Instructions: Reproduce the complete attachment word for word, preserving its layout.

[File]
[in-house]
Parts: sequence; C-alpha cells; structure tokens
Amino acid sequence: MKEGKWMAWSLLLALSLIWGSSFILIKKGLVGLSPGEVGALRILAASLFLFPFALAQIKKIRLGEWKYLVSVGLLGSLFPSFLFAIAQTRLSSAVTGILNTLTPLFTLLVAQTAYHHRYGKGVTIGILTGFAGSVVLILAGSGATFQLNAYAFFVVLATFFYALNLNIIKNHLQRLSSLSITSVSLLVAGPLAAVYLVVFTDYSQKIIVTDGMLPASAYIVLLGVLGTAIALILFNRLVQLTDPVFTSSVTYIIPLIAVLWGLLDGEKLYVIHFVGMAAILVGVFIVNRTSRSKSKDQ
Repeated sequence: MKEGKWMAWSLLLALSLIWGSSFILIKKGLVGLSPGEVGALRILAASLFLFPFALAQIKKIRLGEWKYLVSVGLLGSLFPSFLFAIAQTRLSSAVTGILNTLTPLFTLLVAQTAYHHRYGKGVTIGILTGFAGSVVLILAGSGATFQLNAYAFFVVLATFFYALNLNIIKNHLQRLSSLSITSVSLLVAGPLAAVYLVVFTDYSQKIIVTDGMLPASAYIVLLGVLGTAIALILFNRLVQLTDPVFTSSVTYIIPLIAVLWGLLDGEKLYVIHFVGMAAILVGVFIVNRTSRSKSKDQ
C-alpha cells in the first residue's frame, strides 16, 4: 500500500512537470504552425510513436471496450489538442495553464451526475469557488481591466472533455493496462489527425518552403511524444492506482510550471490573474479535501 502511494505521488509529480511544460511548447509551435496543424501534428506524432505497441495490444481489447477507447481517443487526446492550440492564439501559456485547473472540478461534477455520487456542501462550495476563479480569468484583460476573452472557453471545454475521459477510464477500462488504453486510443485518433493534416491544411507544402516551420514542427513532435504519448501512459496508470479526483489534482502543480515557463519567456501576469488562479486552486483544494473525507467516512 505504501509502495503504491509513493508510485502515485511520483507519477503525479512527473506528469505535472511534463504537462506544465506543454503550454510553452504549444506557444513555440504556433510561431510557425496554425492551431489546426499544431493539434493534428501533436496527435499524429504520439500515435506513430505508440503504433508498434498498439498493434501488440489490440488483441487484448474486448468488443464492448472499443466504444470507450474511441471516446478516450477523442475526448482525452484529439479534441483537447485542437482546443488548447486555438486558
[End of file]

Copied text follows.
[in-house]
Parts: sequence; C-alpha cells; structure tokens
Amino acid sequence: MKEGKWMAWSLLLALSLIWGSSFILIKKGLVGLSPGEVGALRILAASLFLFPFALAQIKKIRLGEWKYLVSVGLLGSLFPSFLFAIAQTRLSSAVTGILNTLTPLFTLLVAQTAYHHRYGKGVTIGILTGFAGSVVLILAGSGATFQLNAYAFFVVLATFFYALNLNIIKNHLQRLSSLSITSVSLLVAGPLAAVYLVVFTDYSQKIIVTDGMLPASAYIVLLGVLGTAIALILFNRLVQLTDPVFTSSVTYIIPLIAVLWGLLDGEKLYVIHFVGMAAILVGVFIVNRTSRSKSKDQ
Repeated sequence: MKEGKWMAWSLLLALSLIWGSSFILIKKGLVGLSPGEVGALRILAASLFLFPFALAQIKKIRLGEWKYLVSVGLLGSLFPSFLFAIAQTRLSSAVTGILNTLTPLFTLLVAQTAYHHRYGKGVTIGILTGFAGSVVLILAGSGATFQLNAYAFFVVLATFFYALNLNIIKNHLQRLSSLSITSVSLLVAGPLAAVYLVVFTDYSQKIIVTDGMLPASAYIVLLGVLGTAIALILFNRLVQLTDPVFTSSVTYIIPLIAVLWGLLDGEKLYVIHFVGMAAILVGVFIVNRTSRSKSKDQ
C-alpha cells in the first residue's frame, strides 16, 4: 500500500512537470504552425510513436471496450489538442495553464451526475469557488481591466472533455493496462489527425518552403511524444492506482510550471490573474479535501 502511494505521488509529480511544460511548447509551435496543424501534428506524432505497441495490444481489447477507447481517443487526446492550440492564439501559456485547473472540478461534477455520487456542501462550495476563479480569468484583460476573452472557453471545454475521459477510464477500462488504453486510443485518433493534416491544411507544402516551420514542427513532435504519448501512459496508470479526483489534482502543480515557463519567456501576469488562479486552486483544494473525507467516512 505504501509502495503504491509513493508510485502515485511520483507519477503525479512527473506528469505535472511534463504537462506544465506543454503550454510553452504549444506557444513555440504556433510561431510557425496554425492551431489546426499544431493539434493534428501533436496527435499524429504520439500515435506513430505508440503504433508498434498498439498493434501488440489490440488483441487484448474486448468488443464492448472499443466504444470507450474511441471516446478516450477523442475526448482525452484529439479534441483537447485542437482546443488548447486555438486558